God has really blessed me this summer. It’s been an amazing time of growth for me, and in some ways I don’t want it to ever end. Of course, I know God can continue teaching me at college and I have faith that He will. But it’s still a bit hard to say good bye to my home friends/church/town again.
Today was my last Sunday at my church for a while. Church is one of the ways God has revealed Himself to me recently. I hate to admit it, but before this summer I often felt like I wasn’t gaining much from the services. Over the past few weeks, that has changed. Each Sunday morning has been like a feast of delicious insights that individually have a place in the whole of what God is doing in my life.
In the past couple weeks, God has brought hymns to my mind which remind me of the lessons I’m learning this summer. This morning (and thus the concepts in this post) built on my last post a couple weeks ago. While I don’t believe hymns are inspired in the same way Scripture is, God often uses them to speak to me. Today the hymn on my mind was “Is Your All on the Altar?”
Reading the words of that hymn, I couldn’t help but think it sounded a little backwards. It almost seems to be saying, “You deserve the best in life. All you have to do is lay everything on the altar, let the Spirit take control, and then you’ll have the rest of your life exactly like you want it.” That doesn’t sound like much of a true sacrifice to me. One of the verses talks about having “peace and contentment alway[s]” and being “free from all ill.” I don’t think so. That’s not what God promises us!
Last Sunday, Mr. Deffinbaugh (the “pastor” at my church) talked about how we tend to expect Jesus to pamper us. Jesus didn’t come to the earth to make my life easy. He didn’t come to die so I could get what I wanted. He came to make me like Him, to give me a relationship with the Father. That hymn may have meant having peace and contentment in God’s plan…and it may have been referring to free from any eternal ills. But on a surface level it almost seems to be offering a prosperity gospel, once you’ve sacrificed. I don’t see that as what we are guaranteed.
I like things to be cut and dried…but they rarely are. Usually, on any issue there are at least two views and the truth/ideal is a balance between the two. The pendulum can swing back and forth to either extreme, but where you really want to be is in the middle. This issue is like that. On one side are the prosperity gospel people, who say that once you’re a Christian you will be showered with every material blessing imaginable. On the other side are those with martyr complexes, who seem to think we have to earn our salvation by suffering and never having anything good in this life.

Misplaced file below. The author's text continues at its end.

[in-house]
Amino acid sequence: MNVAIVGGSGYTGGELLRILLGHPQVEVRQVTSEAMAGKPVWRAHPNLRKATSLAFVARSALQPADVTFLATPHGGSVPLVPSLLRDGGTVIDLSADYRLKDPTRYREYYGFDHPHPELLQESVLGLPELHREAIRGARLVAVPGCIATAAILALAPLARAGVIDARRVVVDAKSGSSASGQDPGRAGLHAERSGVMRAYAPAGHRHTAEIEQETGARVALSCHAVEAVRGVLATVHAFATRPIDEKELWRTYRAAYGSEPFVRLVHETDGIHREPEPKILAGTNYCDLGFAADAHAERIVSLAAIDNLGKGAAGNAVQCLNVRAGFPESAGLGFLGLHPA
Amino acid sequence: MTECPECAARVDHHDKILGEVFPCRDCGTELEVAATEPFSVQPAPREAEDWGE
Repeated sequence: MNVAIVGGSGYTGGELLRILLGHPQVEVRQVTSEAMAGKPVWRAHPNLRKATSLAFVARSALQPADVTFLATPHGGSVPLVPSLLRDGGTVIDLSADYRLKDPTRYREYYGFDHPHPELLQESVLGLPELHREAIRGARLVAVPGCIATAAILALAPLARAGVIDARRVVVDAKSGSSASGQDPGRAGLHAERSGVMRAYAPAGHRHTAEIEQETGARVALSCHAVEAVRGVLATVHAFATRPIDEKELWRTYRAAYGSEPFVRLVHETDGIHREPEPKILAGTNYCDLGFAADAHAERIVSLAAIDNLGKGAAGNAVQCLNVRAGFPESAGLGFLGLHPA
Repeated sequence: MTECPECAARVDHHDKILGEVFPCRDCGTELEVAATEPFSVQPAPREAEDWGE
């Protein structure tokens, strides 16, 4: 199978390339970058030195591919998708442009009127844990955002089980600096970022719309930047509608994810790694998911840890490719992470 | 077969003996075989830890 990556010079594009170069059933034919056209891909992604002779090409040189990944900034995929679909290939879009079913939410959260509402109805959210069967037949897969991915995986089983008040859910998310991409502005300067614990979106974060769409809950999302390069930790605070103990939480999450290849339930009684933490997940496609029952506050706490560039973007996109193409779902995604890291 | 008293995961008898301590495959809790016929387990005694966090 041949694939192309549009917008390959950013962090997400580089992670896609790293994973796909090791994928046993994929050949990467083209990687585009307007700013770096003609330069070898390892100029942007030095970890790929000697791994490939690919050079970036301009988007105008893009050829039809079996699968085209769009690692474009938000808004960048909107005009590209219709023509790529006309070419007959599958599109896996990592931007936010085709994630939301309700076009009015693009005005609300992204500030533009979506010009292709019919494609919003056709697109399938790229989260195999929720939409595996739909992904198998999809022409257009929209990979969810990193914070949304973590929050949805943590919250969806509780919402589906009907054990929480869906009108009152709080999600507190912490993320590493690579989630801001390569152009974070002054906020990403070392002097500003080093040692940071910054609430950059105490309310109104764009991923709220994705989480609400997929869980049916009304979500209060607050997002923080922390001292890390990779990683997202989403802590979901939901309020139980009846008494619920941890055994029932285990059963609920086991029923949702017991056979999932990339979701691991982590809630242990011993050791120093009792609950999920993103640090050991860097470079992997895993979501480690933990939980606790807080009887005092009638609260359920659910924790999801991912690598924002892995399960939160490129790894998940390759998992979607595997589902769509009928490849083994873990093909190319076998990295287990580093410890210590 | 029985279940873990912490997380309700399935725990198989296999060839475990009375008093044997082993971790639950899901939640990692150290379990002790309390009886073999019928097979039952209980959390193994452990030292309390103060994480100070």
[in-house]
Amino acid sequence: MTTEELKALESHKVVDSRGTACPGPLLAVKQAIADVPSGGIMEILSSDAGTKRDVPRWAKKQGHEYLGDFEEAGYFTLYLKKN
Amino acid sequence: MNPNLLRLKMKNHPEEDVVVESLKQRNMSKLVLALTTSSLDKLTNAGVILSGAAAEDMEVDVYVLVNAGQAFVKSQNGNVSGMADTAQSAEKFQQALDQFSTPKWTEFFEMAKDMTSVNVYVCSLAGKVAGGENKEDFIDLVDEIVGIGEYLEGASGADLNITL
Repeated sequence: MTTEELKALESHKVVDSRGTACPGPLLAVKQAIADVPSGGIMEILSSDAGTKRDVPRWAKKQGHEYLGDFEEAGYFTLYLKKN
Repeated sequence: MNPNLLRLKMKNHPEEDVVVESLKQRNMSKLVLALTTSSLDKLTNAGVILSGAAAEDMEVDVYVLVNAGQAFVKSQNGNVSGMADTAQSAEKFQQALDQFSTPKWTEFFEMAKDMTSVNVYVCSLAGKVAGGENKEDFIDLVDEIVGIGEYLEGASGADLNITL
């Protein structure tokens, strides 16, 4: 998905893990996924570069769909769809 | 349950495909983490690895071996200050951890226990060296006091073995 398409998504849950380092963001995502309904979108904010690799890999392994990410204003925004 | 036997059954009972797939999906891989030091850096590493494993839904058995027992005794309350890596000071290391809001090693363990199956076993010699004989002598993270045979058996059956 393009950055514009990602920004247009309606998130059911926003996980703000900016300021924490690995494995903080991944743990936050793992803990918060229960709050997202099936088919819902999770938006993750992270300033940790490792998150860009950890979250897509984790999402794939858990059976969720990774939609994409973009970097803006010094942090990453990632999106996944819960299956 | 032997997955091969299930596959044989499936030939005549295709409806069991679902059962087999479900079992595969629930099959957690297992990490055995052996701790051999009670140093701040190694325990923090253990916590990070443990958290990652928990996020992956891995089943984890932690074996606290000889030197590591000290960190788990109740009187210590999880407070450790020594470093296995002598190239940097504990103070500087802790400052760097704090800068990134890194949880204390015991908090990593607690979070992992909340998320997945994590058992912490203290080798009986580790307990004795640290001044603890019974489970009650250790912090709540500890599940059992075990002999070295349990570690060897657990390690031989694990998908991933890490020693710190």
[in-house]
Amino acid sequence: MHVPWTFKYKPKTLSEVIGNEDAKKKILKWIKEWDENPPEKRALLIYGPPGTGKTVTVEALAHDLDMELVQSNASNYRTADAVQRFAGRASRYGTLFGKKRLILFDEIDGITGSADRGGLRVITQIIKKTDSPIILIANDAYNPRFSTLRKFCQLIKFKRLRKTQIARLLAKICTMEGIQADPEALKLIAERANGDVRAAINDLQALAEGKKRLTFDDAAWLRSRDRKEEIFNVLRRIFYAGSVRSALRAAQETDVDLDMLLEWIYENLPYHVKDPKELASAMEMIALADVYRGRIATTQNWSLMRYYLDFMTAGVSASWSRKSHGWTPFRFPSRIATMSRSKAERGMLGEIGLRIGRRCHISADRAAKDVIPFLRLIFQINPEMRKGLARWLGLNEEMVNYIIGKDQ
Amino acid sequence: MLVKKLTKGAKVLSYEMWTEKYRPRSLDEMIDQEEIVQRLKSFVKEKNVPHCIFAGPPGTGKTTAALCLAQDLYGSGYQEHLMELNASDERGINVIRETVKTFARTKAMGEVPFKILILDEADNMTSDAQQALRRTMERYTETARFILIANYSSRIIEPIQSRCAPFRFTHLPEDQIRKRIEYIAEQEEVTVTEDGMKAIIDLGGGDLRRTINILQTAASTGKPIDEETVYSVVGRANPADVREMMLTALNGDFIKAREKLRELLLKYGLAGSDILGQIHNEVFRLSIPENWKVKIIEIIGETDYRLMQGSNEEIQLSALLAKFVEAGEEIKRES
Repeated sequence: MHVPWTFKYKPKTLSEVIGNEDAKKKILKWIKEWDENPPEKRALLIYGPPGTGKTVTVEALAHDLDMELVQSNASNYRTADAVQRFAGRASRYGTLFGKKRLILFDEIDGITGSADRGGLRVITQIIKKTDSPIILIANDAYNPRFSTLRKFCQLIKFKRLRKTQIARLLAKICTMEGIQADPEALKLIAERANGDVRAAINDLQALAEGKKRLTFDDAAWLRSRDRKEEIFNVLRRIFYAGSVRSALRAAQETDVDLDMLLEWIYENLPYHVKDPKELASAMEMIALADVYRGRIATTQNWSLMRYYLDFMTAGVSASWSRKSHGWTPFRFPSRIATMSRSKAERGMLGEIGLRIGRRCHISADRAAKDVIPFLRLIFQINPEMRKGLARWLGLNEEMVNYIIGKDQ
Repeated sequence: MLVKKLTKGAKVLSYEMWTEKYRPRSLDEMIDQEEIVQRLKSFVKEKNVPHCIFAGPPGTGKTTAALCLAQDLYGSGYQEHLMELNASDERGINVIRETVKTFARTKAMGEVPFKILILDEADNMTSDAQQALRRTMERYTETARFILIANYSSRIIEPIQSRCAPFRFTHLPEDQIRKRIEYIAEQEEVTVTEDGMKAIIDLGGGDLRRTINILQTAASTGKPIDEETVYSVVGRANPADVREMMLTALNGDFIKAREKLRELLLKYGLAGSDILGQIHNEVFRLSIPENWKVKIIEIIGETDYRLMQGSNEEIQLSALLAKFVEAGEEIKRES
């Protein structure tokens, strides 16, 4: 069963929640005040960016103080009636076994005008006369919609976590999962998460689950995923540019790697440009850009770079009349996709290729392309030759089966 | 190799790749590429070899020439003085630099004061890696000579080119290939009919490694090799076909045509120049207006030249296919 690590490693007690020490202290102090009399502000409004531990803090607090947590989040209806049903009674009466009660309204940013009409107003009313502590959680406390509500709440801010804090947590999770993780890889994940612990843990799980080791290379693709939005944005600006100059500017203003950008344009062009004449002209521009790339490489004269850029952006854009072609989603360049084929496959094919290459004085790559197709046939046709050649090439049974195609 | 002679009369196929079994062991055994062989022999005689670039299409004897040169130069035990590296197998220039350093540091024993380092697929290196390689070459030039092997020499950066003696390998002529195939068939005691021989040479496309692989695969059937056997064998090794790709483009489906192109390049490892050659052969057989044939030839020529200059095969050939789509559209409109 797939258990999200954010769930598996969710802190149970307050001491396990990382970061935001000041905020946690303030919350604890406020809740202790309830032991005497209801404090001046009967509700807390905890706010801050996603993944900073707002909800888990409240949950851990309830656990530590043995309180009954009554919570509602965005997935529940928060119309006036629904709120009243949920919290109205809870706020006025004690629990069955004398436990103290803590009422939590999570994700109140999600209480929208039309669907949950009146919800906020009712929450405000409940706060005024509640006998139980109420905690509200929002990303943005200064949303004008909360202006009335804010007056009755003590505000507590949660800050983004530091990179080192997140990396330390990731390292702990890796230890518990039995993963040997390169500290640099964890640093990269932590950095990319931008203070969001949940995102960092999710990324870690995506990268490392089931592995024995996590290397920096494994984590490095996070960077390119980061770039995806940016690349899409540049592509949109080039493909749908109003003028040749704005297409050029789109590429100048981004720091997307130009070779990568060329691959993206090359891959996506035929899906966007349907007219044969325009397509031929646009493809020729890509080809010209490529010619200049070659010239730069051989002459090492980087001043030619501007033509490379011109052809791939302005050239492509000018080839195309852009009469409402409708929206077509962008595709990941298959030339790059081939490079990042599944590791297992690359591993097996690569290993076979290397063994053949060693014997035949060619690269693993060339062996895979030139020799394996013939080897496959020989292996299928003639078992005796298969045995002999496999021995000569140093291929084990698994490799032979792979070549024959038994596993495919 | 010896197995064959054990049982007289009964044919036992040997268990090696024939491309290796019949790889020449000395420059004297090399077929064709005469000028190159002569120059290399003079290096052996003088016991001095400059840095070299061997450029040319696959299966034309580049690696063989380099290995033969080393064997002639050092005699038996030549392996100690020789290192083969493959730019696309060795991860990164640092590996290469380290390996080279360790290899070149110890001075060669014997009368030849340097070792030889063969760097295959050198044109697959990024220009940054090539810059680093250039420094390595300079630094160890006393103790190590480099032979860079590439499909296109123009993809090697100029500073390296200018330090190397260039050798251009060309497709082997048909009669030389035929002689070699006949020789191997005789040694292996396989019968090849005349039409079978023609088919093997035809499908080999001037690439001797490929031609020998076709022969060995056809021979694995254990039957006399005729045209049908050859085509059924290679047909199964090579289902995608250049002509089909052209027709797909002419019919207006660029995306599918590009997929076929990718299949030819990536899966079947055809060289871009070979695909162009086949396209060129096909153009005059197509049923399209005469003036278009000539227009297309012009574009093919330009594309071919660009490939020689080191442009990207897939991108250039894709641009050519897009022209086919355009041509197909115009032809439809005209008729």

Naturally, neither extreme gives the whole picture. The first is wrong because while we live in this world we will face hard times, fight sin, and suffer from the effects of the fall. In John 16:33, Jesus told His disciples “In the world you will have tribulation.” The early Christians did not have an easy life, and we should not fool ourselves into thinking we deserve one either. The second view is also wrong. While it’s true that life in this world isn’t easy, that doesn’t mean God cannot bless us. He is sufficient and adequate for all we need. And we certainly don’t earn anything when we deny ourselves.
In conclusion, I think we typically tend to error on the side of expecting God to bless us physically and materially. This morning Mr. Deffinbaugh mentioned that we should look to God for the fulfillment of our spiritual needs, not just our physical ones. He also warned us against imposing our wants and how we think things should be onto God’s Word. So while American Christians could use a few tutorials in living sacrificially, we need to watch our motives. We shouldn’t give things up expecting to be blessed in this world as a result. And we should remember that we can never ever do anything to merit the gift of God’s grace.
It’s an interesting dilemma – and I certainly don’t think I totally understand the balance. I would love to hear your thoughts about the matter J